The International Civil Aviation Organisation’s (ICAO) long awaited Triennial Assembly meeting in late September 2013 agreed to agree on a global market based measure (MBM) by 2020. Seemingly a good progress, the forthcoming agreement fails to put something tangible on the table. Little aspects about how such an MBM would look like are known while the airline industry strongly pushes for a global offsetting mechanism that would enable it to reach a carbon neutral growth goal. Global aviation emissions are set to rise dangerously and an offsetting mechanism by 2020 is too little and too late to ensure that the aviation sector reduces its emissions in line with the 2° degree Celsius goal.
Greenhouse gas emissions (GHG) from international aviation make up 5% of man-made global warming, representing the fastest growing transport sector. Future projections only foresee a steep growth and further increase of emissions of this sector. If the aviation sector would be a country, it would represent the 7th largest polluter. Most worryingly, air traffic emissions are rapidly rising at about 4% annually. CO2 emissions from aviation almost doubled from 1990 to 2006. Nevertheless, aviation emissions are currently not subject to any binding emission reduction target.
Procrastinating since 1997
In 1997 the Kyoto Protocol required states to find solutions through the UN aviation body, ICAO. However, ICAO failed to move for years and as a response the EU decided to include all emissions from flights to/from and within Europe in its emissions trading scheme, the EU -ETS in 2012. This unilateral decision has been very controversial, triggering opposition by many countries including the US, Russia, China and India. As a sign of compromise and in order to give ICAO enough time to negotiate a meaningful global aviation agreement, the EU decided to cover only intra EU flights for 2012.
However, the issue over regulating emissions through the EU ETS is again in the spotlight. After ICAO put forth a draft resolution in late September announcing agreement over the global deal by 2020, the EU announced that it still wants to regulate emissions in EU airspace until a global MBM comes into force.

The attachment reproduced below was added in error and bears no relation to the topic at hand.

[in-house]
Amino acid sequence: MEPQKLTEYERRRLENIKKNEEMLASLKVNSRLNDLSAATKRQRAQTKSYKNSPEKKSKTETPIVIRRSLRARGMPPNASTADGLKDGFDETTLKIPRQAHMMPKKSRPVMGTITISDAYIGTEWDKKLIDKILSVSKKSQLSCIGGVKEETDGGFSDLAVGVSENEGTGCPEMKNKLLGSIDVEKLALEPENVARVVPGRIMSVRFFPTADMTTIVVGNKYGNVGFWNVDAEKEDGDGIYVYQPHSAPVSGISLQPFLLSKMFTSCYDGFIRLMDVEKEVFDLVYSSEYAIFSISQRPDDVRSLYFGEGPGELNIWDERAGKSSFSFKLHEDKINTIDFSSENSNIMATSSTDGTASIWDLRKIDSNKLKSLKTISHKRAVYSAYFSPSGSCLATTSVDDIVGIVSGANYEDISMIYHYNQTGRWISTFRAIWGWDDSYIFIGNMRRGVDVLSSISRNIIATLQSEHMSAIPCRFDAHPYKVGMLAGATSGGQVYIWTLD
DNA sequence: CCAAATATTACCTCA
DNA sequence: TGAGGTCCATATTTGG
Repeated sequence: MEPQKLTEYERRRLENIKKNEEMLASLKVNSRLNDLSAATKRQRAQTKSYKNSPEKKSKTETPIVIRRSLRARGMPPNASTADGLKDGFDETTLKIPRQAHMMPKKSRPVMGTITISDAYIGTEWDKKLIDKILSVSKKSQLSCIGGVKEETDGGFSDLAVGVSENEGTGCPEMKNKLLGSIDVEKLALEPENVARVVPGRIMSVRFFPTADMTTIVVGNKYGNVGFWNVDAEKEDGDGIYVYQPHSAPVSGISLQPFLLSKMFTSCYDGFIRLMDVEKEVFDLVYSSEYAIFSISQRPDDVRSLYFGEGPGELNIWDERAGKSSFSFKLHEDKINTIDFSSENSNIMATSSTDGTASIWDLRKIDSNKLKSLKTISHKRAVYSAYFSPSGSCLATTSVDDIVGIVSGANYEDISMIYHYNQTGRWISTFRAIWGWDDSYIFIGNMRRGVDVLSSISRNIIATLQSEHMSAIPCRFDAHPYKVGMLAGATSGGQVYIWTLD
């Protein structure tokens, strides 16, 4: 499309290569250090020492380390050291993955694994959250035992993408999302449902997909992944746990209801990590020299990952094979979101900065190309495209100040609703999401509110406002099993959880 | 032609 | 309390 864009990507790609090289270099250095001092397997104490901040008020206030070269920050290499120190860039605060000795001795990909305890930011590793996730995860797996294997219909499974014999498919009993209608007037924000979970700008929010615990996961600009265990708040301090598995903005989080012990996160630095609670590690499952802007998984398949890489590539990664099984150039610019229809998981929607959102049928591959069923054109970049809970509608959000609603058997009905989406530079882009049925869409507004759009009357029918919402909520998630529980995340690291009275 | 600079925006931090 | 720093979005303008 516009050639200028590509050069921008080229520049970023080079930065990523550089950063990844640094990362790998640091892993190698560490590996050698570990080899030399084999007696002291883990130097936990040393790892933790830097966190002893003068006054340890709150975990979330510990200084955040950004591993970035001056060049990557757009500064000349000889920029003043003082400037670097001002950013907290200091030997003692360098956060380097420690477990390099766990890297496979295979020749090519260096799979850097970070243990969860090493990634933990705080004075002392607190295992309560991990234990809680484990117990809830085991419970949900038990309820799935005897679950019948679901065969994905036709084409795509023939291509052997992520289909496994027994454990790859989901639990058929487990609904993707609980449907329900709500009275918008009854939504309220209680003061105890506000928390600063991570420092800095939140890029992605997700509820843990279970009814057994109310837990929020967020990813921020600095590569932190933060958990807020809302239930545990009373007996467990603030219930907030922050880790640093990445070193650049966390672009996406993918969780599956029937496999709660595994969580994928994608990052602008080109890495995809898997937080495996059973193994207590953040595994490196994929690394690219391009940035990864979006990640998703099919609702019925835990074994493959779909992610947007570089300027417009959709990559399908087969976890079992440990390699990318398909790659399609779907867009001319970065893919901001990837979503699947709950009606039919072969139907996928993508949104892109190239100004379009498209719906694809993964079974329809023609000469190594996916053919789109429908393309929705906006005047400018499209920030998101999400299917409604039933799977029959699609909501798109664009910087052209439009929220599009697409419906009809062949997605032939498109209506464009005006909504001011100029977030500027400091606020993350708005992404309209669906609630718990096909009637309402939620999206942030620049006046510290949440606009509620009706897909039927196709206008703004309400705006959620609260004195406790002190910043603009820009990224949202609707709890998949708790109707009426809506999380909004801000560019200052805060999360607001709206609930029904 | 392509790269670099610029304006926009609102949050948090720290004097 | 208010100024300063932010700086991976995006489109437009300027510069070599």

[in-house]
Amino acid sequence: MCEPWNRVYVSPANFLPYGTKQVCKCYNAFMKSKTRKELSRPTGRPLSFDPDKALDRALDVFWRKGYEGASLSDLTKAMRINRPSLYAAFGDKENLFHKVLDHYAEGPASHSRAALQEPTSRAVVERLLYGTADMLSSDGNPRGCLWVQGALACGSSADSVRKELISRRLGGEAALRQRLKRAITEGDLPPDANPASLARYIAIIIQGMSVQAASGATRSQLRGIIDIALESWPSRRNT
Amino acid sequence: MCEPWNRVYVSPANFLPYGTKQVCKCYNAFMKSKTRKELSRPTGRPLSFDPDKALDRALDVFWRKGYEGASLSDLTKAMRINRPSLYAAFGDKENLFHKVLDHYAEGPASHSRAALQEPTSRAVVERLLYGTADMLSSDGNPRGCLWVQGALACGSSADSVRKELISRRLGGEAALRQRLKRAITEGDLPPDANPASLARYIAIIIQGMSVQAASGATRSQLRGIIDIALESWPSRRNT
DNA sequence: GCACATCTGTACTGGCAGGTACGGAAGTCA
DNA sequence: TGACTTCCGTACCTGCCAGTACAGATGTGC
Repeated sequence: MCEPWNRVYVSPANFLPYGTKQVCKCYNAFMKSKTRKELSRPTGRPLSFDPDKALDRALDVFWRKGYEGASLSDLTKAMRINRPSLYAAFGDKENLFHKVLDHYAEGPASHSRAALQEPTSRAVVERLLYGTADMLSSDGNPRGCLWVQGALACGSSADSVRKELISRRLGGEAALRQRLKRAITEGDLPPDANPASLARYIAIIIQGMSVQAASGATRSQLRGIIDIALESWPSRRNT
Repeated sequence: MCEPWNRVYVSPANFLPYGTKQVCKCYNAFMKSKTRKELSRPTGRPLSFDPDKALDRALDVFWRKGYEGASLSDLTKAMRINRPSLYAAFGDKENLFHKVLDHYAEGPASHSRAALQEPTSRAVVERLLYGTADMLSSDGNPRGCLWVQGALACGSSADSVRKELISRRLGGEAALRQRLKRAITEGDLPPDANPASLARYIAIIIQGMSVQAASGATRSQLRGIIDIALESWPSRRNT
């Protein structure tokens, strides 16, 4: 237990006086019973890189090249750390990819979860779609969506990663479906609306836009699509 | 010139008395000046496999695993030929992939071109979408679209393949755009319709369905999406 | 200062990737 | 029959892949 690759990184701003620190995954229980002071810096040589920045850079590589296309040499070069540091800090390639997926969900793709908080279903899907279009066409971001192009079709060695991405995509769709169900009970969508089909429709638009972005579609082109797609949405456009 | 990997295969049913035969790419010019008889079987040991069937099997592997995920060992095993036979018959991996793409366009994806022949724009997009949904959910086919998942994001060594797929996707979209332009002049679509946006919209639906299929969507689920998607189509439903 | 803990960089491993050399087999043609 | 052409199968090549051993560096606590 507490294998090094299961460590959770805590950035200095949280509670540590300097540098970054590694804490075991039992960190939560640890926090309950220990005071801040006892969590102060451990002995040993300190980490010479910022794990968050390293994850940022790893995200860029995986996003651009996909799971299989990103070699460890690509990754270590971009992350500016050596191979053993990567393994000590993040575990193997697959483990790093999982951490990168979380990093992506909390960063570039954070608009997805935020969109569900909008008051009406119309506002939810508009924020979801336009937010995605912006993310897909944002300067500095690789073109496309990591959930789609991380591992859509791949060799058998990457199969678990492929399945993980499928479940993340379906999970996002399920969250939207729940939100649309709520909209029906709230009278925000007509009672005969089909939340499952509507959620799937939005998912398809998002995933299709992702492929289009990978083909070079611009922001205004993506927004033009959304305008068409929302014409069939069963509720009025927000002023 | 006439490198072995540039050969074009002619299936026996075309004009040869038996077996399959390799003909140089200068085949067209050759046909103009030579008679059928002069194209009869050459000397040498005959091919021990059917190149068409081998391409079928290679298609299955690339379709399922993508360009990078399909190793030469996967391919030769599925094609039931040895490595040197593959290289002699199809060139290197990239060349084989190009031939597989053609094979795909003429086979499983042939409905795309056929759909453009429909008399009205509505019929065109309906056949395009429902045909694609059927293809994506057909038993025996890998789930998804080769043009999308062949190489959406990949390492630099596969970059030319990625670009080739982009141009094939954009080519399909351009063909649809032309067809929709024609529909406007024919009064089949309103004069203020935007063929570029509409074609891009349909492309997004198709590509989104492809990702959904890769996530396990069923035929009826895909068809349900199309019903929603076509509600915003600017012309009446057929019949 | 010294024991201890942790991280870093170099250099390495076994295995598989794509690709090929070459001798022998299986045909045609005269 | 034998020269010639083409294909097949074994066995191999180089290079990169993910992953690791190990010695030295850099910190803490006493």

The EU argued that until a global MBM comes into force, interim regional mechanisms that regulate the minimum of airspace emissions should be allowed to function. After tense negotiations in ICAO, the draft resolution specifies that regional mechanisms like the EU ETS could only function if there is mutual consent from all respective parties.
Strong international opposition to binding targets
United States, China, India, Russia and other nations were frantically opposed to the EU ETS and now believe it is unlawful that the EU applies its climate legislation for its own airspace. At the same time, European Commission announced that it expects a swift agreement on its proposal to cover emissions within EU airspace and that this is a sovereign right. In effect, even this measure means little for climate protection. If every country would regulate airspace emissions, only 22% of global aviation emissions would be covered. The rest occurs in international airspace and overseas.
As nations scramble over how to delay a binding target for regulating aviation emissions, the airline industry has already stepped in and announced that a global offsetting mechanism would be most administratively simple and feasible to implement. However, as the articles in this Watch This! Edition show, offsetting under the current rules will do little to reduce aviation emissions. Not only does offsetting not incentivise in-sector reductions, the climate effect is actually getting worse when offsets do not represent real emissions reductions. The battle over what constitutes a robust global market based mechanism for aviation emissions has started.
By Adela Putinelu, Policy Assistant, Carbon Market Watch
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